This year, a record field of 1,767 players accompanied by 346 coaches and hundreds of videocam-toting parents and friends descended on the valley to compete in the Pac-10, the centerpiece of the Ojai, and in other tournaments ranging from the juniors to an open for all age groups. One open is for community colleges, another an invitational for schools that offer no athletic scholarships. "The logistics of the thing are mind-numbing," says Jim Hillman, director of junior tennis at the Southern California Tennis Assn. "There's no other tournament like it with as many levels of play going on at one time." And no other tournament uses volunteers as efficiently.
Planning for the spring event begins in earnest eight months before the tournament, with the formation of 12 committees run by 22 chairs, all volunteers, who are responsible for everything from providing towels for players to renting and locating portable toilets. Wes Kent, a retired building contractor who has lived in Ojai for 22 years and led many community projects, says: "There are 500 volunteers I can call on any time."
"It's like a professional tournament, the way it's organized," says Regina Csibi, a player and a junior at California State University at Bakersfield. "It's fun to watch and fun to play. It's like everything's about tennis here."
Rains estimates that the volunteers, most of whom don't even play tennis, log some 11,280 hours in the year-round effort. At the minimum wage, that totals $67,680, or approximately the same as the tournament's $69,200 budget. One of these volunteers is Jack Spracklin, whose "strings and gates" assignment includes measuring the height of tennis nets and working at the entrance gates. "I like being a member of the team," says Spracklin, an engineer who retired from General Electric Co. in Philadelphia. "It's a lovely thing to do."
For some volunteers, the reward is spotting the next Jimmy Connors or Billie Jean King, both of whom cut their teeth on Ojai's courts. Other Ojai players include Arthur Ashe, Helen Wills Moody, Tracy Austin, Bill Tilden, Pancho Gonzales, and Lindsay Davenport. More than 25 Ojai finalists have gone on to win titles at Wimbledon. "No other amateur tournament has produced as many world-class champions as the Ojai," says Robert Shafer, a Wilson Sporting Goods Co. sales executive who runs Ojai's community college tournament.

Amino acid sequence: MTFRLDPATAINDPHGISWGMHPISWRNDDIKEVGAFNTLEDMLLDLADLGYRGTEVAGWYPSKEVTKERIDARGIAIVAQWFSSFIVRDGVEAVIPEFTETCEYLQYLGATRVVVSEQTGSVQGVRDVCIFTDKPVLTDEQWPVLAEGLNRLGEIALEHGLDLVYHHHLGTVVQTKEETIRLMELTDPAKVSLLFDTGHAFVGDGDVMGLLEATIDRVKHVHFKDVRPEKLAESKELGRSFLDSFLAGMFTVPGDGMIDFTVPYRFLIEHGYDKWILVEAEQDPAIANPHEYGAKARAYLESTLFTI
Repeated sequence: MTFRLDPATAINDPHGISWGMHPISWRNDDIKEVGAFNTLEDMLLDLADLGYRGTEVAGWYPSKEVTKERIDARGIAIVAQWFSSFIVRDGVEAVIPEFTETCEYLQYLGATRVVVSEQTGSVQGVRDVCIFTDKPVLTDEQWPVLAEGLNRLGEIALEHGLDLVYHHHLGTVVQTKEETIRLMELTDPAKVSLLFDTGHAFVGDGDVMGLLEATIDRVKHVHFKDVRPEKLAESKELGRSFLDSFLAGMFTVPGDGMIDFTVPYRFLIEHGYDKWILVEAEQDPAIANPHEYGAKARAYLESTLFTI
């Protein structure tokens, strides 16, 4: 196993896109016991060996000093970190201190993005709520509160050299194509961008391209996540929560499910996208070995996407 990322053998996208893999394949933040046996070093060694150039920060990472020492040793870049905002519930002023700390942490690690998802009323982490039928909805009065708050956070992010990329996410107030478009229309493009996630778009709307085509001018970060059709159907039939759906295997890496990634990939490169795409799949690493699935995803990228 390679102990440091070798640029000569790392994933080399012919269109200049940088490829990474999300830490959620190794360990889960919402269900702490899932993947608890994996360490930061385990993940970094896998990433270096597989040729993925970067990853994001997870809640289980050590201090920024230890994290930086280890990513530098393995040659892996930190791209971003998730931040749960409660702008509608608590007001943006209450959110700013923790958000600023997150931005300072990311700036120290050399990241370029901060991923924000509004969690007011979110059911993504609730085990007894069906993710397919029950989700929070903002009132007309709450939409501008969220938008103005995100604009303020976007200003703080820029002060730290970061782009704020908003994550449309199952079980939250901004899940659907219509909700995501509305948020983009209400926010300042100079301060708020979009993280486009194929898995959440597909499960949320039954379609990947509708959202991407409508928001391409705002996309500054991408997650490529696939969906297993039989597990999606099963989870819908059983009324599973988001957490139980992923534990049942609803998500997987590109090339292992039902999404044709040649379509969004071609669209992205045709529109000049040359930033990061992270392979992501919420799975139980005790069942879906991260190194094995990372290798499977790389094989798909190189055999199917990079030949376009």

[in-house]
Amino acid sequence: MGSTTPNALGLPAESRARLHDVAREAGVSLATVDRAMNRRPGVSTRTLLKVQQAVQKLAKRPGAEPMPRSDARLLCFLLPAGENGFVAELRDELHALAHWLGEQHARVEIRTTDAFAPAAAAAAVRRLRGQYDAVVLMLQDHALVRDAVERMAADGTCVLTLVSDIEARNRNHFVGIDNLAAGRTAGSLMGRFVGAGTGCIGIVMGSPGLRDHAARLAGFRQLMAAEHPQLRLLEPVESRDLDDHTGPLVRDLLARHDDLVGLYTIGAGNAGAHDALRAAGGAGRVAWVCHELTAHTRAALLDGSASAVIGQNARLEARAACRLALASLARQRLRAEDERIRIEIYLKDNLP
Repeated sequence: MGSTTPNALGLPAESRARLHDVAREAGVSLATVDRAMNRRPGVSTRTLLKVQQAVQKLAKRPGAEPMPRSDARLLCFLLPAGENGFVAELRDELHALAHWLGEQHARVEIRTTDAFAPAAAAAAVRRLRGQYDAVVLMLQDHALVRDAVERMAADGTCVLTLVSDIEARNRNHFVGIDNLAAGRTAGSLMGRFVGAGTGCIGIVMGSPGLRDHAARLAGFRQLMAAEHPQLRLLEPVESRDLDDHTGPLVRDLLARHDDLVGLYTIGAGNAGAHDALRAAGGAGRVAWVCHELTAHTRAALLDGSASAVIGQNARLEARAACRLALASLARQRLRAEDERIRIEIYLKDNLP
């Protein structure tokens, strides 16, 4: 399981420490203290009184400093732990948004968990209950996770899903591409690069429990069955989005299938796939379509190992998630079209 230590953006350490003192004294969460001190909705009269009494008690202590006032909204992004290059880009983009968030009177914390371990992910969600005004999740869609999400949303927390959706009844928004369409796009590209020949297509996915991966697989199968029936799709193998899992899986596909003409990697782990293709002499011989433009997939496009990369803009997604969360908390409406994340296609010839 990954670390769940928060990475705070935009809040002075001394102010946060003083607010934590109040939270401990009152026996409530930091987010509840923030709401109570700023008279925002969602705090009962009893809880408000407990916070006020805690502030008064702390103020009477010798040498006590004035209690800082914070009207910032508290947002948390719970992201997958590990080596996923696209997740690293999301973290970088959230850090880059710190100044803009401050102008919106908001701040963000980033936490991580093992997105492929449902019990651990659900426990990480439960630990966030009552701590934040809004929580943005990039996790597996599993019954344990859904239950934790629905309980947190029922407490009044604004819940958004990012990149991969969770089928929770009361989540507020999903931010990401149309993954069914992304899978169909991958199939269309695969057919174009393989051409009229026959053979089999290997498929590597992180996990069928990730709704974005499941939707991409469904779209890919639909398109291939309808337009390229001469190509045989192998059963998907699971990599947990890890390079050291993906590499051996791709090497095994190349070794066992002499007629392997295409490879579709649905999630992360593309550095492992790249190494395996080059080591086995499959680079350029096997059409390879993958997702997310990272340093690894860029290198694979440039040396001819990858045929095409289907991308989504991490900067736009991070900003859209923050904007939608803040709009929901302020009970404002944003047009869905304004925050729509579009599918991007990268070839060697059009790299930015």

Participation isn't entirely altruistic, however. After agriculture, tourism is the most important business for the valley's 32,000 residents, and a 10% "bed tax" is levied on revenue collected from every room rented. The tax alone accounts for more than 25% of the city of Ojai's annual budget of $3.8 million. The tennis tournament sells out every room. The plush Ojai Valley Inn and Spa alone pays $6,000 in bed tax in three days during tennis weekend, almost as much as the $7,600 operating profit from the entire tournament.
LEXUS OJAI? Still, nobody wants the Ojai to reek of commercialism. Admission is only $5 weekdays and $8 on weekends, and merchandising is minimal, mainly T-shirt sales and souvenir programs. A few modest signs posted on backstops advertise mostly local businesses. Lexus, the tournament's first major sponsor, has a sign only slightly larger than that of a local tennis camp. But some of Ojai's old guard resent even this modest concession to commerce, and Rains vows there never will be a "Lexus Ojai" or other corporate endorser. "We don't want to lose sight of the original goal of promoting amateur tennis and showcasing future stars, nor do we want to forfeit the tournament's charm," Rains says. "We will continue to run the tournament with class and maintain its tradition and culture."
In an increasingly commercial sports world, that may not be easy. But backers say the Ojai has as good a chance as any sporting event of keeping the hucksters at bay. After all, they point out, this is Shangri-La.